JEDEC has once again been cautious about specs, which means gamers will have to use XMP profiles to get the most out of the latest memory cards. Is there a better solution for this?
It can be said that JEDEC, made up of all memory and memory related vendors, delivered more than expected with DDR5. There is a significant jump in bandwidth from where DDR4 left off at 3200MT/s, along with bank doubling (16 to 32) and burst length (8 to 16), splitting of addressable bits into two 32-bit subchannels, and the inclusion of power management (PMIC) ), DDR5 radically improves the performance of multi-core computing for the next 5-10 years.
Overclocking remains a priority for Intel, which revised its XMP specification to 3.0, which includes more new profiles and features. Without specs and an ecosystem of checks and balances, overclocking is like the Wild West, where there are no laws in place. For safe, reliable and proven overclocking, profiles remain the best solution for most gamers. For those who tend to live in the wild, XMP 3.0 now includes two programmable files for users to customize their settings and save them to memory modules themselves.
We are already seeing clusters rated at 6,400 million metric tons/sec. Is overclocking a big sell for DDR5 memory?
The improved performance is usually the main reason why computer users and avid gamers want to adopt the latest technology available. The introduction of DDR5 with a desktop motherboard and family of processors is certainly a statement from Intel that it is aimed at enthusiasts / gamers, where overclocking is a natural assumption. Kingston’s focus is on launching DDR5 on the FURY Beast memory line. Since the DDR5 components are new, it will take time for the silicon to mature and see how far it can be pushed.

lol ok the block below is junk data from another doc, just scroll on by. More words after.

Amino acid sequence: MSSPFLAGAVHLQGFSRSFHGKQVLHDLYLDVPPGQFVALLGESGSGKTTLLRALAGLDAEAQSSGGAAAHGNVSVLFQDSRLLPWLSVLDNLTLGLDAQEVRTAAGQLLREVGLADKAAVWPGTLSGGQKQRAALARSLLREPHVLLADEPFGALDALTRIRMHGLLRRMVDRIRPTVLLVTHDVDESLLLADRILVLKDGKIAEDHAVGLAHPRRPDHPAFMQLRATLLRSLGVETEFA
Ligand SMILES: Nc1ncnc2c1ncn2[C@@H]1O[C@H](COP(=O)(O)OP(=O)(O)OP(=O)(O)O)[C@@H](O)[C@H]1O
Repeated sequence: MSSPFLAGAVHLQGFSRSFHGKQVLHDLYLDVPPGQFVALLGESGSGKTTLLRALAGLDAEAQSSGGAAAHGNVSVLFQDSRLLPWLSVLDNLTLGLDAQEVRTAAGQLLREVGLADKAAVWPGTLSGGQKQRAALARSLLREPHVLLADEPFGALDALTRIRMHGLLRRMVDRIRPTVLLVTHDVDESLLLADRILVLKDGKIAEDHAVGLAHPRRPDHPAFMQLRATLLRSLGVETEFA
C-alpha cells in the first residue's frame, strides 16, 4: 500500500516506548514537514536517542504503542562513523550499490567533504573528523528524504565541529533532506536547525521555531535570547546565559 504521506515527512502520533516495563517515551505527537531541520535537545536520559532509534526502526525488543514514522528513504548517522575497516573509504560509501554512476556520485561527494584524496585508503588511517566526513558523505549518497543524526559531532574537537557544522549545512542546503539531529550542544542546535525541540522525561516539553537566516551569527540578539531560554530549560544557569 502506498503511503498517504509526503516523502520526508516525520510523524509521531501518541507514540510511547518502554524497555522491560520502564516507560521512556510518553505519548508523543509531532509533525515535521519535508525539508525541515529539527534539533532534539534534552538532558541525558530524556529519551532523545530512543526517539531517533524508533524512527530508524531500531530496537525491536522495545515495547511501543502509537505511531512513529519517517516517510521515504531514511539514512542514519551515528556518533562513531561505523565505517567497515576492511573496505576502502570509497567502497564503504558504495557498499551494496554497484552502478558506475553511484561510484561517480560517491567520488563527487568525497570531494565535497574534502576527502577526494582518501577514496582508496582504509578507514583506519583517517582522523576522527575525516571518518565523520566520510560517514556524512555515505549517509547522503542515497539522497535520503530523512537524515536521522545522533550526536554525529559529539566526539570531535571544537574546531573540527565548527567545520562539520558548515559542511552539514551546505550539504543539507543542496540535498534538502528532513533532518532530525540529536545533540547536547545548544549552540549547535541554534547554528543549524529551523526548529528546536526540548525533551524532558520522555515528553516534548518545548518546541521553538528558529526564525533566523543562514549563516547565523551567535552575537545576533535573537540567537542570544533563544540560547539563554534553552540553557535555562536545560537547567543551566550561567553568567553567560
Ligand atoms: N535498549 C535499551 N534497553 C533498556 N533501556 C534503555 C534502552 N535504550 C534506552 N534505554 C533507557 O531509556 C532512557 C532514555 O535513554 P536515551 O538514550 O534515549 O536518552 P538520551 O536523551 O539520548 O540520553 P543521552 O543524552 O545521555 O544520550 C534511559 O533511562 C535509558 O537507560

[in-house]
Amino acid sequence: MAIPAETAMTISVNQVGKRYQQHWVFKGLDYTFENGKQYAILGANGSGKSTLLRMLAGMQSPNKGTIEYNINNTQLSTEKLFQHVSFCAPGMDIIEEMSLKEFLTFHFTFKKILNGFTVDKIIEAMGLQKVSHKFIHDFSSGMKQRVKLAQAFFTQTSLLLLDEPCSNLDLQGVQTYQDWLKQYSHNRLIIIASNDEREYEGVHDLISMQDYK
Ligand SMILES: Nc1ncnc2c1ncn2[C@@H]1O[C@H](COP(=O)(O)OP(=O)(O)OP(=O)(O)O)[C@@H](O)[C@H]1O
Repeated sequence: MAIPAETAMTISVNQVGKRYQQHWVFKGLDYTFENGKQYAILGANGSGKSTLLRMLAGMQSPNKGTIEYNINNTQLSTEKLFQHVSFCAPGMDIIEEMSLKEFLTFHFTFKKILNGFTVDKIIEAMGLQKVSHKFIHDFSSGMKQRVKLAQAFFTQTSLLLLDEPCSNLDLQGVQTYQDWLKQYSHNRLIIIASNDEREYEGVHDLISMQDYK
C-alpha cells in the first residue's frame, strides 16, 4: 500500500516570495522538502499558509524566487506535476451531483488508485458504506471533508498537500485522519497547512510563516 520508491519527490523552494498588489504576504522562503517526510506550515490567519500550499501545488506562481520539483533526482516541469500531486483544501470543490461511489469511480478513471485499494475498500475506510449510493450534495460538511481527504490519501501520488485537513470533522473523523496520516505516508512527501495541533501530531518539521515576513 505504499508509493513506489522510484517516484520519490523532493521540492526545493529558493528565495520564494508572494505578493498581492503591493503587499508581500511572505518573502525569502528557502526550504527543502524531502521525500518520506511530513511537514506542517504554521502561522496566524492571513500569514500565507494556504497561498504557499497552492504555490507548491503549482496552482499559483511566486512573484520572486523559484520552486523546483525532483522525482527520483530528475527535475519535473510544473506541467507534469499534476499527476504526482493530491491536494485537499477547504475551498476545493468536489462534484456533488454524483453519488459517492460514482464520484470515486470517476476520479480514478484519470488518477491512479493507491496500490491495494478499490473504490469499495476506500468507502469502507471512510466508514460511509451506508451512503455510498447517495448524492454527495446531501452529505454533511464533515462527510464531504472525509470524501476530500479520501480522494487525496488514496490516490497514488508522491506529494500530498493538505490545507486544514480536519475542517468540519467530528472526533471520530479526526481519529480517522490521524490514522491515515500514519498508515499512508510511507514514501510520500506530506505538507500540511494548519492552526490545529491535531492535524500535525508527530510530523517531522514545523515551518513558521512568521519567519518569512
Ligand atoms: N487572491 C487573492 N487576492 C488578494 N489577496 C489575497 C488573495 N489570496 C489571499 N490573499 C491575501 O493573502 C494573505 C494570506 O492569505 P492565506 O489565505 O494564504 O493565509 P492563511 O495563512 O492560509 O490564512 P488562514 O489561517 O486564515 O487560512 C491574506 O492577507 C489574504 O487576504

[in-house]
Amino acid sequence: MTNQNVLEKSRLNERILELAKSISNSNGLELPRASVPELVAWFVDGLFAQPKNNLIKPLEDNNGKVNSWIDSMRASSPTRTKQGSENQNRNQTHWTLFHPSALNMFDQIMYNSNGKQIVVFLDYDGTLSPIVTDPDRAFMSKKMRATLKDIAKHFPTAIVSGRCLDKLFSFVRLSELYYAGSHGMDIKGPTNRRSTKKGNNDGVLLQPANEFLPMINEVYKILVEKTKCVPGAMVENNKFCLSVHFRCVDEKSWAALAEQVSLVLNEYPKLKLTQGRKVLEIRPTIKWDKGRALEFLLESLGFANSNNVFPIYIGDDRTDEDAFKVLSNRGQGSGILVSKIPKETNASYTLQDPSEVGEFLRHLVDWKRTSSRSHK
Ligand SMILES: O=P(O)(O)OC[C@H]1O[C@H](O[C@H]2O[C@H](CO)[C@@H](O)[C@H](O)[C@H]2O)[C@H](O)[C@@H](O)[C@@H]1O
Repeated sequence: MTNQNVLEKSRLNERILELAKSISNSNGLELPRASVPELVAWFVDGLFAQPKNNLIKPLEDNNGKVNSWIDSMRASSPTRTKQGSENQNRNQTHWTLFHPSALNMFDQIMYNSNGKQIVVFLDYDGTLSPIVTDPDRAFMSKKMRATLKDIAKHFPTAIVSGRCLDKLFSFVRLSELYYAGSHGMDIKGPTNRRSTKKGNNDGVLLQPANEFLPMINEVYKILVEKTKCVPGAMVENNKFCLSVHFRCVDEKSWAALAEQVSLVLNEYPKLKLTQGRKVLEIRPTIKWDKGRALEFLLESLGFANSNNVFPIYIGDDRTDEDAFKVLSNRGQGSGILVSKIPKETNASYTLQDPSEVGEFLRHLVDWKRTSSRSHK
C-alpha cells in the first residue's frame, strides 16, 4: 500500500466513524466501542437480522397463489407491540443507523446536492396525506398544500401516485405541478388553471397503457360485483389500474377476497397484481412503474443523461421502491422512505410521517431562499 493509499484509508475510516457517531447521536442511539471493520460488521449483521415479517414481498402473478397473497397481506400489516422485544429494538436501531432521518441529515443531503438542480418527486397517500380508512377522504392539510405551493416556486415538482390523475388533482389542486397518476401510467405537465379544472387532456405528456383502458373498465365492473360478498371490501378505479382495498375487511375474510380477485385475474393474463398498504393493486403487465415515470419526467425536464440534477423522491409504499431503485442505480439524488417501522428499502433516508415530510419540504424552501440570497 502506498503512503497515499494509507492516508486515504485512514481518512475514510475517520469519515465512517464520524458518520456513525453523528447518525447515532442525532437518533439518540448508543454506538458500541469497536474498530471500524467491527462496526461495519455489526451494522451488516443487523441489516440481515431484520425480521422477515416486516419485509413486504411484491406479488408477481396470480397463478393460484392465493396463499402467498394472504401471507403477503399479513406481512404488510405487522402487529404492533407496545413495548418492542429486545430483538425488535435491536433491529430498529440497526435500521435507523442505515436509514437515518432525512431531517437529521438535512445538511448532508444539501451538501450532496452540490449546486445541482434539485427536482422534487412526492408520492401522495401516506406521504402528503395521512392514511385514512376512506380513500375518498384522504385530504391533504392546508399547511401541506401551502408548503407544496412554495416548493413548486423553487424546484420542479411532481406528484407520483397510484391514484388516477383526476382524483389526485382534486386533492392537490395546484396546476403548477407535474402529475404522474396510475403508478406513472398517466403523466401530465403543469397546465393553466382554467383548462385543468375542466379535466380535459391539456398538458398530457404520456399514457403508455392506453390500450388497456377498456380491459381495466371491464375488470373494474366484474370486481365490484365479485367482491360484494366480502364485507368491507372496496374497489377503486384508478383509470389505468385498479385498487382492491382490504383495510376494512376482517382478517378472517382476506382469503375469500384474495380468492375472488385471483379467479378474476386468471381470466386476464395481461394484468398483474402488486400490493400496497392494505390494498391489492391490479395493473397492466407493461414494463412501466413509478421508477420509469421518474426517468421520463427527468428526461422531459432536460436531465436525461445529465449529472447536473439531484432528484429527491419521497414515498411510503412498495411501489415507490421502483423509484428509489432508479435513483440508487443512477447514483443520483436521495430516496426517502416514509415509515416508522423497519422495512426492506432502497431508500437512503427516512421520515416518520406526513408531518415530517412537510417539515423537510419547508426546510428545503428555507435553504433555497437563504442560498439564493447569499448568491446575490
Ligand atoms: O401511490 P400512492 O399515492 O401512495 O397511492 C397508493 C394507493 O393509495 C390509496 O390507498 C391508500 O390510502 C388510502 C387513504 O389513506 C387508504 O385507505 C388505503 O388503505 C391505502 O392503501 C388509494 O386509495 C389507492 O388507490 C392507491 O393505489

What difference does getting early childhood care (ECC) support make?
ECC-supported modules and regular ECC-supported modules are not the same. While DDR5 DRAM components will have an ECC during operation to correct in-chip bit errors, this technology cannot correct off-chip errors or that occur on the bus between the module and the memory controller inside the CPU. ECC-enabled processors, such as Intel Xeons, feature an ECC algorithm that can correct single or multi-bit errors on the fly. However, additional DRAM bits must be available to allow this correction to occur.
For DDR4, the memory module transmits data 64 bits at a time. ECC-supported DDR4 modules feature an additional eight bits per 64-bit rank, also referred to as 72-bit or x72. DDR5 splits the memory module into two 32-bit sub-channel regions for increased efficiency. To enable ECC, each 32-bit subchannel adds an additional 8-bit DRAM component to become 40 bits, with a total of 80 bits per rating instead of 72 bits.
Consumers with PCs and laptops will eventually have better data integration with an on-die ECC system as the potential for corruption increases as lithography decreases and capacity and speed increase. For users of workstations and servers, ECC class modules will always be a requirement (ECC Registered, ECC Unbuffered, ECC Load Reduced). An increase in the number of DRAM required to enable the DDR5 ECC class module will increase the cost compared to DDR4.
What is the most hampering thing right now?
The data doubles every two years and the processor cores are increased per CPU. Effective memory bandwidth per core, however, is not scaled. DDR5 opens the gates to improve per-core bandwidth by increasing data rates, increasing banks to allow more data to be available upon arrival, and splitting the unit into two independent subchannels. This provides greater efficiency in managing data on the module to deliver performance to processor cores where and when they need it.
If a reader is buying a new PC today, how much memory should he have in his system?
The base line of RAM in a computer is 4 GB; Just don’t expect to have many apps open at the same time without affecting performance. Most new computers ship with a minimum capacity of 8GB. A mid-range configuration may require twice that, and high-end gaming and workstation systems need up to 32GB or more. When evaluating your memory requirements, keep three things in mind: the optimal memory configuration for your operating system and your usage patterns and hardware. You should also check the individual software requirements to ensure that you will be able to run the required software.